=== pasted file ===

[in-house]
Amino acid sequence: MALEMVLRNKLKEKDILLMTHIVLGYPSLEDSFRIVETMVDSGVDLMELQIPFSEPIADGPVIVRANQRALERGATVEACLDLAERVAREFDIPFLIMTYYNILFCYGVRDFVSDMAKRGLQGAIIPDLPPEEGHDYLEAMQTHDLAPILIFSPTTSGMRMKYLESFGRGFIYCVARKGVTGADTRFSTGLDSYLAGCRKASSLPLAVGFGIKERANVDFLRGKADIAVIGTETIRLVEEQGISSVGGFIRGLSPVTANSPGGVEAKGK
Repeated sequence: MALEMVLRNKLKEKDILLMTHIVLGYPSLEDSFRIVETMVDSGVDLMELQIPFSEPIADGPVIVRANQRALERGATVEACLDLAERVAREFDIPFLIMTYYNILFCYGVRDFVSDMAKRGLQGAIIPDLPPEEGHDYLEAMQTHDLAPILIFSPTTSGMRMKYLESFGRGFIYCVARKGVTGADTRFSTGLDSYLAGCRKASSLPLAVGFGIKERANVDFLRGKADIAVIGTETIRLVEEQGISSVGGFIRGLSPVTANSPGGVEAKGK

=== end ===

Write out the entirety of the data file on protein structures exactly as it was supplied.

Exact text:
[in-house]
Amino acid sequence: MALEMVLRNKLKEKDILLMTHIVLGYPSLEDSFRIVETMVDSGVDLMELQIPFSEPIADGPVIVRANQRALERGATVEACLDLAERVAREFDIPFLIMTYYNILFCYGVRDFVSDMAKRGLQGAIIPDLPPEEGHDYLEAMQTHDLAPILIFSPTTSGMRMKYLESFGRGFIYCVARKGVTGADTRFSTGLDSYLAGCRKASSLPLAVGFGIKERANVDFLRGKADIAVIGTETIRLVEEQGISSVGGFIRGLSPVTANSPGGVEAKGK
Repeated sequence: MALEMVLRNKLKEKDILLMTHIVLGYPSLEDSFRIVETMVDSGVDLMELQIPFSEPIADGPVIVRANQRALERGATVEACLDLAERVAREFDIPFLIMTYYNILFCYGVRDFVSDMAKRGLQGAIIPDLPPEEGHDYLEAMQTHDLAPILIFSPTTSGMRMKYLESFGRGFIYCVARKGVTGADTRFSTGLDSYLAGCRKASSLPLAVGFGIKERANVDFLRGKADIAVIGTETIRLVEEQGISSVGGFIRGLSPVTANSPGGVEAKGK